Sense: 1-6, 7-8
Date: 1300-1400
Origin: RUSH1
Sense: 6
Origin: Old English risc


2 noun

fast movement

[singular] a sudden fast movement of things or people
rush of air/wind/water
She felt a cold rush of air as she wound down her window.
in a rush
Her words came out in a rush.
At five past twelve there was a mad rush to the dinner hall.


[singular,uncountable] a situation in which you need to hurry:
I knew there would be a last-minute rush to meet the deadline.
Don't worry, there's no rush. We don't have to be at the station until 10.
do something in a rush (=do something quickly because you need to hurry)
I had to do my homework in a rush because I was late.
be in a rush
I'm sorry, I can't talk now - I'm in a rush.

busy period

the rush

the time in the day, month, year etc when a place or group of people is particularly busy [↪ peak]:
The café is quiet until the lunchtime rush begins.
the Christmas rush
rush hour

people wanting something

[singular] a situation in which a lot of people suddenly try to do or get something
rush on
There's always a rush on swimsuits in the hot weather.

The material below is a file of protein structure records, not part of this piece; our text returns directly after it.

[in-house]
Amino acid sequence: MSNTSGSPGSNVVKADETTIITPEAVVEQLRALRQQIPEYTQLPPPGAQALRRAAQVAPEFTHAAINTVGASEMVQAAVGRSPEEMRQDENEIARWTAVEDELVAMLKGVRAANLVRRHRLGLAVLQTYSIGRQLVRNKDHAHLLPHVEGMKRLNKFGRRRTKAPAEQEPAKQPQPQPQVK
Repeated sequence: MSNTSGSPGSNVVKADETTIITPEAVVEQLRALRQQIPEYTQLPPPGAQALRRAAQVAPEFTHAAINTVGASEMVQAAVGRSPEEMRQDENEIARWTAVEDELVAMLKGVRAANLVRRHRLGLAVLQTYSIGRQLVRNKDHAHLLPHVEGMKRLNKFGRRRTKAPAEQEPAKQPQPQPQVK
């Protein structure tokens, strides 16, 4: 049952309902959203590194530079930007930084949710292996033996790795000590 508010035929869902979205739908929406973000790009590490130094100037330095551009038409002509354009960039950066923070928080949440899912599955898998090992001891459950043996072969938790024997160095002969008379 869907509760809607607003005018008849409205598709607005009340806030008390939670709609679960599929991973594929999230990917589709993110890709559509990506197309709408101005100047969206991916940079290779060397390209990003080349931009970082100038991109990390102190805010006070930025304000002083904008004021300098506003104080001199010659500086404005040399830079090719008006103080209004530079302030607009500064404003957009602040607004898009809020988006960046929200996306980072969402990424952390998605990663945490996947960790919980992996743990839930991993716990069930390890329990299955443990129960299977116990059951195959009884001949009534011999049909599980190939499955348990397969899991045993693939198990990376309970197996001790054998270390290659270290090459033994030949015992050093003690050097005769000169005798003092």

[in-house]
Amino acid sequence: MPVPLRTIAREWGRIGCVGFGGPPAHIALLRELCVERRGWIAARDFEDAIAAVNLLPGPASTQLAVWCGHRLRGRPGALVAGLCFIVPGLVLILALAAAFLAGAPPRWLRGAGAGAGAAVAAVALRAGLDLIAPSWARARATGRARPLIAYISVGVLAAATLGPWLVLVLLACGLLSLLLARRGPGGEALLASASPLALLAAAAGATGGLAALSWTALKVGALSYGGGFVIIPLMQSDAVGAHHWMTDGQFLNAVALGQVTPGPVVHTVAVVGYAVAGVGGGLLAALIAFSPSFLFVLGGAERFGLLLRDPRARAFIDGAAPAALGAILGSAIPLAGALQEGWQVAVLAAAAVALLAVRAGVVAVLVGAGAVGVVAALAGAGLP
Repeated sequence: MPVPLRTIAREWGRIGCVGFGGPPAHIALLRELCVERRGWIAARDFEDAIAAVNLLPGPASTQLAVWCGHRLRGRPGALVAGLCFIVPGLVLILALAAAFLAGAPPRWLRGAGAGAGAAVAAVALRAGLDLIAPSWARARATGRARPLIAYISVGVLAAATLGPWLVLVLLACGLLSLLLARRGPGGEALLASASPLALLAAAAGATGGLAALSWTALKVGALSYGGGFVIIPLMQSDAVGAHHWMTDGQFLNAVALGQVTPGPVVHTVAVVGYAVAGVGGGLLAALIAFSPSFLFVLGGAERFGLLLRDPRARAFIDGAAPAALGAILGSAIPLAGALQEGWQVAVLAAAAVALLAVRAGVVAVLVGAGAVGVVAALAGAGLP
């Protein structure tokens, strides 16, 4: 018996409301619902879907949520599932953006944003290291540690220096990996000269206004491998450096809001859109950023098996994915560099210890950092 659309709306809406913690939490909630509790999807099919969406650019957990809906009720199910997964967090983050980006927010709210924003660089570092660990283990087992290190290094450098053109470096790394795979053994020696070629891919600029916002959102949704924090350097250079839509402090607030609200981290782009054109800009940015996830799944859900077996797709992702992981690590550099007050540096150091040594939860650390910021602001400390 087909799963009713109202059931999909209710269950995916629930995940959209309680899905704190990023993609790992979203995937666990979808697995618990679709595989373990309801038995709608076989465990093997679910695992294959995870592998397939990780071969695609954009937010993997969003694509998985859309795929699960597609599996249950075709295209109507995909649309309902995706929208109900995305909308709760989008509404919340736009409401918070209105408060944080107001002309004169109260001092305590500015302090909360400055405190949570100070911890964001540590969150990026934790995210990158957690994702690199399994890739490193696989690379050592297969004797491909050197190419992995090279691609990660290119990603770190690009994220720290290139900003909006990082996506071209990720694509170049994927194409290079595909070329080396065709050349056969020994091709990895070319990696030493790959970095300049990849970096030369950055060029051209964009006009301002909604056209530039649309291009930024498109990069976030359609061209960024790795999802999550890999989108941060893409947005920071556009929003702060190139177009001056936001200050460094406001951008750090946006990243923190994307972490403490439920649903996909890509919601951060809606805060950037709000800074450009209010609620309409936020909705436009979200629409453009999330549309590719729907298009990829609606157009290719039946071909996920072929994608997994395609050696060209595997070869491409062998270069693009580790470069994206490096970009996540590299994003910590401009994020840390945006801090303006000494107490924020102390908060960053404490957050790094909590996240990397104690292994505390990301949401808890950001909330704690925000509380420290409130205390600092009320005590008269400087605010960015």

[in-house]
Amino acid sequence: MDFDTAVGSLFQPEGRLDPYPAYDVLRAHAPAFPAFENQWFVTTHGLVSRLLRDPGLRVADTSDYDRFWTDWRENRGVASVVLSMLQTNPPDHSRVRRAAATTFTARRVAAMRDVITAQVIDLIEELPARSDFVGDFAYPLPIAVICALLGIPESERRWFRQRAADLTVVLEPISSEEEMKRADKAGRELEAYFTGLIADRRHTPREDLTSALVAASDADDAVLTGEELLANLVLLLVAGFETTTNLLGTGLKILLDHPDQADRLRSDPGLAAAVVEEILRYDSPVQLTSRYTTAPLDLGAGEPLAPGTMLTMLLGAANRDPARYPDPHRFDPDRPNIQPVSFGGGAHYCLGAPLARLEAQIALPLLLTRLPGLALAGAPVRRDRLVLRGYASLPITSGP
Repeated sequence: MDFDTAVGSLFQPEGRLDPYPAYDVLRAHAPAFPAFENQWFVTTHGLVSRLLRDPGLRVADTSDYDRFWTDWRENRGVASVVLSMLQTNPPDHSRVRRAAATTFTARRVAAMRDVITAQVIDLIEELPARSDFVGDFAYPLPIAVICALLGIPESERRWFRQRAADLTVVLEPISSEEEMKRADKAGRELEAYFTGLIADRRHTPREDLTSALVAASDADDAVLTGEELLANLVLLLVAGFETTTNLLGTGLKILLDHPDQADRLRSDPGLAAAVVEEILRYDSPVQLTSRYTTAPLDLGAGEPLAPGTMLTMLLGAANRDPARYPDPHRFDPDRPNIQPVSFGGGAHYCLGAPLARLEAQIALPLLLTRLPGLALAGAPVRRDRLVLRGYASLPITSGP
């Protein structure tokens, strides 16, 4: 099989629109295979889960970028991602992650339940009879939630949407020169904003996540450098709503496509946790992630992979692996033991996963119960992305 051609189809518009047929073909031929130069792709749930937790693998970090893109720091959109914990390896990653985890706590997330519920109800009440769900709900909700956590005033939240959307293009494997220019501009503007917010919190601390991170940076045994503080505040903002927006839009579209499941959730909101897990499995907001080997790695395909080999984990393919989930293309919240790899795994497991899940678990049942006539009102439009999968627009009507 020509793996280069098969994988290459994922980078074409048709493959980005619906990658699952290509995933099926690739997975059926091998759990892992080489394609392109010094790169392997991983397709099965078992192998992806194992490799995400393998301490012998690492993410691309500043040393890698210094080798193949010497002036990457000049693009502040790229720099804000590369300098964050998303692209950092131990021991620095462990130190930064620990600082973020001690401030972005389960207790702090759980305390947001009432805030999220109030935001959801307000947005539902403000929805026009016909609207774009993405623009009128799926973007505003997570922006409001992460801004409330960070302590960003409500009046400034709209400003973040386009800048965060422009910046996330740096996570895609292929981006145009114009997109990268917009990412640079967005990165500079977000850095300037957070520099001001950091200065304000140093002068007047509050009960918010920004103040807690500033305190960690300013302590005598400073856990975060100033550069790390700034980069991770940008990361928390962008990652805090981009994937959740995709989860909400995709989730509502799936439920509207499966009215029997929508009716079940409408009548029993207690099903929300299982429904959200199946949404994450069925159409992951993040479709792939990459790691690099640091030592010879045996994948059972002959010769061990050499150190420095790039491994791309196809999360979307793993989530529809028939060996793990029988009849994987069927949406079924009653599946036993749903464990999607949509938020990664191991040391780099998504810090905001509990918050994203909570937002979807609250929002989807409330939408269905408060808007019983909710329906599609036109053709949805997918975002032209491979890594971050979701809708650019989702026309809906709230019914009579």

rush to do something
the rush to put computers in all schools
gold rush


a) informal a sudden strong, usually pleasant feeling that you get from taking a drug or from doing something exciting [↪ high]:
The feeling of power gave me such a rush.

rush of anger/excitement/gratitude etc

a sudden very strong feeling of anger etc:
I felt a rush of excitement when she arrived.
A rush of jealousy swept through her.


[countable usually plural]HBP a type of tall grass that grows in water, often used for making baskets



[plural]AMF the first prints of a film before it has been edited [= dailies American English]

american students

[uncountable] American EnglishSEC the time when students in American universities who want to join a fraternity or sorority (=type of club) go to a lot of parties in order to try to be accepted:
rush week

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